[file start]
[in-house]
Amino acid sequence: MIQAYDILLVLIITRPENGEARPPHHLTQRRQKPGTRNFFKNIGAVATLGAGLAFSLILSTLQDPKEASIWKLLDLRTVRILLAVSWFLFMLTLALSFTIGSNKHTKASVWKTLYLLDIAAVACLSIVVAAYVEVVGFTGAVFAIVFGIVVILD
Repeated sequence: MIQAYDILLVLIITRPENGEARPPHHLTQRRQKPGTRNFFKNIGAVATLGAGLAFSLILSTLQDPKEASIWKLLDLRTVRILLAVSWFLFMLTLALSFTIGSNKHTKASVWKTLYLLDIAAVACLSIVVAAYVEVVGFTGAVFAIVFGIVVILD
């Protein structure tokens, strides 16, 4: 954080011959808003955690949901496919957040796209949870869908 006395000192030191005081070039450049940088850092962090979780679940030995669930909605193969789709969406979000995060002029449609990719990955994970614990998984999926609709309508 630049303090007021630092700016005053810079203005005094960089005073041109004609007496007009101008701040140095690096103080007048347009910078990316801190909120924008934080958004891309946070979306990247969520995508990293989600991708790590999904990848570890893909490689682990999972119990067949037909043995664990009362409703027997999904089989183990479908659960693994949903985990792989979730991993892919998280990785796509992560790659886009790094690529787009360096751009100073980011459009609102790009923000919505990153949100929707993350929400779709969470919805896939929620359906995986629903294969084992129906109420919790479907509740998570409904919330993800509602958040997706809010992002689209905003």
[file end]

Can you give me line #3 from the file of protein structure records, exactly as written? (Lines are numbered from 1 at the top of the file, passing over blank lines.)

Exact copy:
Repeated sequence: MIQAYDILLVLIITRPENGEARPPHHLTQRRQKPGTRNFFKNIGAVATLGAGLAFSLILSTLQDPKEASIWKLLDLRTVRILLAVSWFLFMLTLALSFTIGSNKHTKASVWKTLYLLDIAAVACLSIVVAAYVEVVGFTGAVFAIVFGIVVILD